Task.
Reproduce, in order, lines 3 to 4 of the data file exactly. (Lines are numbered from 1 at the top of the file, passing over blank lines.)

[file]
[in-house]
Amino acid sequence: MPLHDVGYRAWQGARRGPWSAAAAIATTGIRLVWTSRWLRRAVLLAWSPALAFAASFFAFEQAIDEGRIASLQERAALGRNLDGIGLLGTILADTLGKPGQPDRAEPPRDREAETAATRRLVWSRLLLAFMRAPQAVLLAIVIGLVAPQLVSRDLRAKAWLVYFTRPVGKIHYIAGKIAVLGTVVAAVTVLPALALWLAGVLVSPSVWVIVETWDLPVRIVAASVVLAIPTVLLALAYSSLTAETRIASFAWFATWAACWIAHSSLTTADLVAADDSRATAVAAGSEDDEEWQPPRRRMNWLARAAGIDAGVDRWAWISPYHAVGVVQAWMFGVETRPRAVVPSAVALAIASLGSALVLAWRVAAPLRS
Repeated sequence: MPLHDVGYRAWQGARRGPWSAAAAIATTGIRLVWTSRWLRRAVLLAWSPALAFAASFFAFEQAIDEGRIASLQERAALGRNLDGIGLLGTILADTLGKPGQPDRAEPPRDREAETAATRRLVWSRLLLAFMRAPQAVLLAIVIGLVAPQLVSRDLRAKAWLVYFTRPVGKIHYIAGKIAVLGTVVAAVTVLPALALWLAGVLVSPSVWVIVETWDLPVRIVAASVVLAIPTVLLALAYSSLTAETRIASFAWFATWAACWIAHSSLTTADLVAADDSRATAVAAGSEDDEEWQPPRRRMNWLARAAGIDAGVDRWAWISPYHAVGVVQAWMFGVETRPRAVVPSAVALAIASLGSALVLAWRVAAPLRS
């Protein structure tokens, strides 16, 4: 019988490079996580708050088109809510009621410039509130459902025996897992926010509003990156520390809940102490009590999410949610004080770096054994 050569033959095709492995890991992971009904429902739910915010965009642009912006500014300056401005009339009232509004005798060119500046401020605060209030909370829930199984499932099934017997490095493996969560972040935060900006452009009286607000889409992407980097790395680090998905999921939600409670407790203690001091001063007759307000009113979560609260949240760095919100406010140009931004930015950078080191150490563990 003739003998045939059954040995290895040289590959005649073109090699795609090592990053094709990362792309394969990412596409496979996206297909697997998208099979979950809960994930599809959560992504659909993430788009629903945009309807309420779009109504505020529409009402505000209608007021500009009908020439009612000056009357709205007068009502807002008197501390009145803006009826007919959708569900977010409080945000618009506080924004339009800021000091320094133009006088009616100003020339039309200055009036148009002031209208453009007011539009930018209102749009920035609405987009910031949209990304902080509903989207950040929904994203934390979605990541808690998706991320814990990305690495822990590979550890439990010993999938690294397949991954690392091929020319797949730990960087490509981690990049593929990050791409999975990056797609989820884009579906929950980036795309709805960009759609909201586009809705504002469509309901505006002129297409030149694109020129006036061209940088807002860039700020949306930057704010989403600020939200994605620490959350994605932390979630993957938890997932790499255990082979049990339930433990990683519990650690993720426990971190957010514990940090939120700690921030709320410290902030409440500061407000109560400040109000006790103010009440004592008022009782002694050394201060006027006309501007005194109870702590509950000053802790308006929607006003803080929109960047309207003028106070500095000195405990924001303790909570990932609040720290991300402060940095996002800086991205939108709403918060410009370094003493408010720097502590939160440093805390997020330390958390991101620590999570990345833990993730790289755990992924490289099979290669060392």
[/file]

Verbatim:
Repeated sequence: MPLHDVGYRAWQGARRGPWSAAAAIATTGIRLVWTSRWLRRAVLLAWSPALAFAASFFAFEQAIDEGRIASLQERAALGRNLDGIGLLGTILADTLGKPGQPDRAEPPRDREAETAATRRLVWSRLLLAFMRAPQAVLLAIVIGLVAPQLVSRDLRAKAWLVYFTRPVGKIHYIAGKIAVLGTVVAAVTVLPALALWLAGVLVSPSVWVIVETWDLPVRIVAASVVLAIPTVLLALAYSSLTAETRIASFAWFATWAACWIAHSSLTTADLVAADDSRATAVAAGSEDDEEWQPPRRRMNWLARAAGIDAGVDRWAWISPYHAVGVVQAWMFGVETRPRAVVPSAVALAIASLGSALVLAWRVAAPLRS
């Protein structure tokens, strides 16, 4: 019988490079996580708050088109809510009621410039509130459902025996897992926010509003990156520390809940102490009590999410949610004080770096054994 050569033959095709492995890991992971009904429902739910915010965009642009912006500014300056401005009339009232509004005798060119500046401020605060209030909370829930199984499932099934017997490095493996969560972040935060900006452009009286607000889409992407980097790395680090998905999921939600409670407790203690001091001063007759307000009113979560609260949240760095919100406010140009931004930015950078080191150490563990 003739003998045939059954040995290895040289590959005649073109090699795609090592990053094709990362792309394969990412596409496979996206297909697997998208099979979950809960994930599809959560992504659909993430788009629903945009309807309420779009109504505020529409009402505000209608007021500009009908020439009612000056009357709205007068009502807002008197501390009145803006009826007919959708569900977010409080945000618009506080924004339009800021000091320094133009006088009616100003020339039309200055009036148009002031209208453009007011539009930018209102749009920035609405987009910031949209990304902080509903989207950040929904994203934390979605990541808690998706991320814990990305690495822990590979550890439990010993999938690294397949991954690392091929020319797949730990960087490509981690990049593929990050791409999975990056797609989820884009579906929950980036795309709805960009759609909201586009809705504002469509309901505006002129297409030149694109020129006036061209940088807002860039700020949306930057704010989403600020939200994605620490959350994605932390979630993957938890997932790499255990082979049990339930433990990683519990650690993720426990971190957010514990940090939120700690921030709320410290902030409440500061407000109560400040109000006790103010009440004592008022009782002694050394201060006027006309501007005194109870702590509950000053802790308006929607006003803080929109960047309207003028106070500095000195405990924001303790909570990932609040720290991300402060940095996002800086991205939108709403918060410009370094003493408010720097502590939160440093805390997020330390958390991101620590999570990345833990993730790289755990992924490289099979290669060392």